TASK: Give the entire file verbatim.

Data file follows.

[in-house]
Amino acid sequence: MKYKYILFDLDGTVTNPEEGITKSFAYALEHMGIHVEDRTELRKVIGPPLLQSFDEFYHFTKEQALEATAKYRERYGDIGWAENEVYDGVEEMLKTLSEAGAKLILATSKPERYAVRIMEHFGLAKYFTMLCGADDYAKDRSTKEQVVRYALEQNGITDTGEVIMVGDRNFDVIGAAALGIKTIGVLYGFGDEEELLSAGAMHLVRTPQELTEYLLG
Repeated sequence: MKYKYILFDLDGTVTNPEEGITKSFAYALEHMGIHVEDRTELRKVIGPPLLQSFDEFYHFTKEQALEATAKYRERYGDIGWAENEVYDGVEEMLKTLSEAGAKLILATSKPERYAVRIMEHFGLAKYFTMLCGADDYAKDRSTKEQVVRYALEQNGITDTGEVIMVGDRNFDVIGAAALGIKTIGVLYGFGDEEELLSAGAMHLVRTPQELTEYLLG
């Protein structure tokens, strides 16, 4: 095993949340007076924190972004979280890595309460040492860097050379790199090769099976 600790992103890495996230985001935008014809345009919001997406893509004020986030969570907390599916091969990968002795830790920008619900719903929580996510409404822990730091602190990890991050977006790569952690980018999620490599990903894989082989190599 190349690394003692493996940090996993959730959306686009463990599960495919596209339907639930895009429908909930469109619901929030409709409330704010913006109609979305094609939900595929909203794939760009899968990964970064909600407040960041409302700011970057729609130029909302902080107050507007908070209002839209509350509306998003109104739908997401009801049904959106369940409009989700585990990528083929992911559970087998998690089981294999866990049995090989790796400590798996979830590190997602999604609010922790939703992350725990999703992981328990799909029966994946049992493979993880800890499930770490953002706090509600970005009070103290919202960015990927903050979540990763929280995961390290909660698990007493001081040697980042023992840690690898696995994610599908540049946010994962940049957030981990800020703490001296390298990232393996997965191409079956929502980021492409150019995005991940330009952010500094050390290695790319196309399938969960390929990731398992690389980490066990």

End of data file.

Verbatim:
[in-house]
Amino acid sequence: MKYKYILFDLDGTVTNPEEGITKSFAYALEHMGIHVEDRTELRKVIGPPLLQSFDEFYHFTKEQALEATAKYRERYGDIGWAENEVYDGVEEMLKTLSEAGAKLILATSKPERYAVRIMEHFGLAKYFTMLCGADDYAKDRSTKEQVVRYALEQNGITDTGEVIMVGDRNFDVIGAAALGIKTIGVLYGFGDEEELLSAGAMHLVRTPQELTEYLLG
Repeated sequence: MKYKYILFDLDGTVTNPEEGITKSFAYALEHMGIHVEDRTELRKVIGPPLLQSFDEFYHFTKEQALEATAKYRERYGDIGWAENEVYDGVEEMLKTLSEAGAKLILATSKPERYAVRIMEHFGLAKYFTMLCGADDYAKDRSTKEQVVRYALEQNGITDTGEVIMVGDRNFDVIGAAALGIKTIGVLYGFGDEEELLSAGAMHLVRTPQELTEYLLG
């Protein structure tokens, strides 16, 4: 095993949340007076924190972004979280890595309460040492860097050379790199090769099976 600790992103890495996230985001935008014809345009919001997406893509004020986030969570907390599916091969990968002795830790920008619900719903929580996510409404822990730091602190990890991050977006790569952690980018999620490599990903894989082989190599 190349690394003692493996940090996993959730959306686009463990599960495919596209339907639930895009429908909930469109619901929030409709409330704010913006109609979305094609939900595929909203794939760009899968990964970064909600407040960041409302700011970057729609130029909302902080107050507007908070209002839209509350509306998003109104739908997401009801049904959106369940409009989700585990990528083929992911559970087998998690089981294999866990049995090989790796400590798996979830590190997602999604609010922790939703992350725990999703992981328990799909029966994946049992493979993880800890499930770490953002706090509600970005009070103290919202960015990927903050979540990763929280995961390290909660698990007493001081040697980042023992840690690898696995994610599908540049946010994962940049957030981990800020703490001296390298990232393996997965191409079956929502980021492409150019995005991940330009952010500094050390290695790319196309399938969960390929990731398992690389980490066990």